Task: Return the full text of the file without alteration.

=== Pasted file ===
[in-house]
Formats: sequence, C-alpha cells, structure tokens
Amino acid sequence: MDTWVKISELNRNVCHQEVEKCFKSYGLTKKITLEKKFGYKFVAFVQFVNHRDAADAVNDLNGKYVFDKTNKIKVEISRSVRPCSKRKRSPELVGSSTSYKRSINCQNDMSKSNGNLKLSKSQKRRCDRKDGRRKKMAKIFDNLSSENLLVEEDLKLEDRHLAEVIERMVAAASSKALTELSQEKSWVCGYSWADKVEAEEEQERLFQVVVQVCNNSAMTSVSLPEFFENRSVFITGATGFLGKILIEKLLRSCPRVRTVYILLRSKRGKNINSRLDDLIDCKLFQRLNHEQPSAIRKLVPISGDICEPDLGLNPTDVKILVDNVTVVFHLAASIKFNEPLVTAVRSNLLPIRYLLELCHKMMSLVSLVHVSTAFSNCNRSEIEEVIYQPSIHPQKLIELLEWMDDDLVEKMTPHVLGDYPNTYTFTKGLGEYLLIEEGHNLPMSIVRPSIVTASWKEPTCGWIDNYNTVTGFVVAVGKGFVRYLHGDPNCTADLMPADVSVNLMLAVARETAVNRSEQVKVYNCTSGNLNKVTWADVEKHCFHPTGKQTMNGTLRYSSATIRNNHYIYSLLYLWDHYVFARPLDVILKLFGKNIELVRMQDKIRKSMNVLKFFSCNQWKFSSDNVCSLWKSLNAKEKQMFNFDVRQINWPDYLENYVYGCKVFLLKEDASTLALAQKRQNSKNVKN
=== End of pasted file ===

[in-house]
Formats: sequence, C-alpha cells, structure tokens
Amino acid sequence: MDTWVKISELNRNVCHQEVEKCFKSYGLTKKITLEKKFGYKFVAFVQFVNHRDAADAVNDLNGKYVFDKTNKIKVEISRSVRPCSKRKRSPELVGSSTSYKRSINCQNDMSKSNGNLKLSKSQKRRCDRKDGRRKKMAKIFDNLSSENLLVEEDLKLEDRHLAEVIERMVAAASSKALTELSQEKSWVCGYSWADKVEAEEEQERLFQVVVQVCNNSAMTSVSLPEFFENRSVFITGATGFLGKILIEKLLRSCPRVRTVYILLRSKRGKNINSRLDDLIDCKLFQRLNHEQPSAIRKLVPISGDICEPDLGLNPTDVKILVDNVTVVFHLAASIKFNEPLVTAVRSNLLPIRYLLELCHKMMSLVSLVHVSTAFSNCNRSEIEEVIYQPSIHPQKLIELLEWMDDDLVEKMTPHVLGDYPNTYTFTKGLGEYLLIEEGHNLPMSIVRPSIVTASWKEPTCGWIDNYNTVTGFVVAVGKGFVRYLHGDPNCTADLMPADVSVNLMLAVARETAVNRSEQVKVYNCTSGNLNKVTWADVEKHCFHPTGKQTMNGTLRYSSATIRNNHYIYSLLYLWDHYVFARPLDVILKLFGKNIELVRMQDKIRKSMNVLKFFSCNQWKFSSDNVCSLWKSLNAKEKQMFNFDVRQINWPDYLENYVYGCKVFLLKEDASTLALAQKRQNSKNVKN